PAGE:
My root philosophy is based in the Tom Dorrance, Ray Hunt approach to training. I’ve had the privilege to ride with many world-class trainers in disciplines such as dressage, reined cow horse, reining, and endurance. In addition, I worked at an endangered species ranch and saw firsthand how positive reinforcement was being used to work with rhinoceroses to research pregnancy and related issues.
Trust me, it is quite difficult to herd, coerce or force a Rhino into doing anything it doesn’t want to do. And if you think you want to try, hopefully you are very fast and agile. With that experience and having run into some particularly difficult horse training problems I thought I would investigate positive reinforcement on a deeper level. I found two very accomplished marine mammal trainers who were now training horses and sought their help. They taught me the basics along with some theory and off I went. I now train with what is called Combined Reinforcement.
Here’s a good description by Equitation Science International, an Australian company which offers training courses: “Positive and negative reinforcement can be used in conjunction, putatively to enhance the reinforcing effects of each other. Whether negative reinforcement training of horses is augmented by primary or secondary positive reinforcement, the actual mechanism of learning is termed Combined Reinforcement”. The purists, on either side of the discussion will probably have their reasons why combining the two is not a valid approach. However, as noted on the Equitation Science International site, “when combined reinforcement is used, the adverse effects of negative reinforcement may be reduced. In addition, combined reinforcement may also be used to increase the probability that the naive horse shows the desired behavior, which can then be rewarded through both negative and positive reinforcement”.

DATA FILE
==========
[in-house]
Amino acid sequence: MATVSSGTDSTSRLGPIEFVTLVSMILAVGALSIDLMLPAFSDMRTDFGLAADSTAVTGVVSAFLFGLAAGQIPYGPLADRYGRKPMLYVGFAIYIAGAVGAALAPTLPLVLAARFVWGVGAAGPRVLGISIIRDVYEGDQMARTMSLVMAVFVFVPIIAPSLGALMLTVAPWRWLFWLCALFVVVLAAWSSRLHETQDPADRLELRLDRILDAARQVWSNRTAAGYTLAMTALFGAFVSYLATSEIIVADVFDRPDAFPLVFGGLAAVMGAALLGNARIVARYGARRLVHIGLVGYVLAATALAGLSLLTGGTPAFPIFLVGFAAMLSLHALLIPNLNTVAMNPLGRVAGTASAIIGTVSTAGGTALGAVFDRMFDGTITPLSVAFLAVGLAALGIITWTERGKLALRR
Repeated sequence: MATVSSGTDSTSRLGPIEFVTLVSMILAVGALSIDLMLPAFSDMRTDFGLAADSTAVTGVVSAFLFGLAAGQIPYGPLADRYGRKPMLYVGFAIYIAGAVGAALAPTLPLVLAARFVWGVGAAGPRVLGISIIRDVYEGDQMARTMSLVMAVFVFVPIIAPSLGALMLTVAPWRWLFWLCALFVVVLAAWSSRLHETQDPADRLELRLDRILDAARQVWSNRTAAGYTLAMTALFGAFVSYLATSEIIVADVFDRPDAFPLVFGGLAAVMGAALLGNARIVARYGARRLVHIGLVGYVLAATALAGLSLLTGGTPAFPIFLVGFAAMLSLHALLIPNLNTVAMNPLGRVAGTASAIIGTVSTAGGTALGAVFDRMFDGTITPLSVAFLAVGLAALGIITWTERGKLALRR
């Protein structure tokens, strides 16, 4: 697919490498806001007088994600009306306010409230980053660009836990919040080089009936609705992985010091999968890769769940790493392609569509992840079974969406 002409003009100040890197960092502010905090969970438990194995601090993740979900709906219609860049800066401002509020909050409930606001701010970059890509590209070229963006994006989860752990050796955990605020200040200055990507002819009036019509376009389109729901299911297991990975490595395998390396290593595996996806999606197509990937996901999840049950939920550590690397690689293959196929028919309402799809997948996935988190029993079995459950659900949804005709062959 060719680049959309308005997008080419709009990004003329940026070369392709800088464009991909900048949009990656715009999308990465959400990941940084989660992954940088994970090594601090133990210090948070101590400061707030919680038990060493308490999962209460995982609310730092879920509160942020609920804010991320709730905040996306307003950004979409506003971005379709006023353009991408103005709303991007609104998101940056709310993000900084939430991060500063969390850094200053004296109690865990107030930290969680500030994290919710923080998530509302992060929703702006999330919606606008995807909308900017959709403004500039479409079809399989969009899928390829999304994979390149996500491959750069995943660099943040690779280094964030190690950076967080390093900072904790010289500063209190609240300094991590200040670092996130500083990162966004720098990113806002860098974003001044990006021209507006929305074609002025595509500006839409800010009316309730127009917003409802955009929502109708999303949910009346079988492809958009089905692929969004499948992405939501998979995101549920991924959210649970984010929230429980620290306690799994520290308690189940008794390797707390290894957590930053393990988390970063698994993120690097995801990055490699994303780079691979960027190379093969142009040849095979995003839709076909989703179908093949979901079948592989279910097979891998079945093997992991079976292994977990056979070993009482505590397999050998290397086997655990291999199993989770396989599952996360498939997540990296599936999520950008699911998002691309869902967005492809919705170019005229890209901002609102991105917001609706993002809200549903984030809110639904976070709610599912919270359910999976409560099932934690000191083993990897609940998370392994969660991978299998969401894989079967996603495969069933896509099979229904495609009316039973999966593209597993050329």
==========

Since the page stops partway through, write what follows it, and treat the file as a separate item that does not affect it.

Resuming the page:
Being able to mark specific behaviors is an amazingly useful tool in communicating with your horse. Markers say to the horse “YES, you got it right.”
Of course, having feel and recognizing innate tendencies take a certain amount of time for the trainer to learn, but those skills will only enhance the precision with which behaviors can be marked, leading to a lot of success for both horse and rider. I continue to be an advocate for combined reinforcement and continually seek more understanding and knowledge to become more proficient at it. I believe it is a very effective way to train a horse and one that the horses really seem to enjoy. Learning more about behavior and the mechanisms that create and alter behavior has not only been helpful but a very interesting journey and one that I enthusiastically pursue daily. And one last note, concerning the process, it’s a lot more fun for me and I think for the horse, too. But who really knows what the horse actually thinks?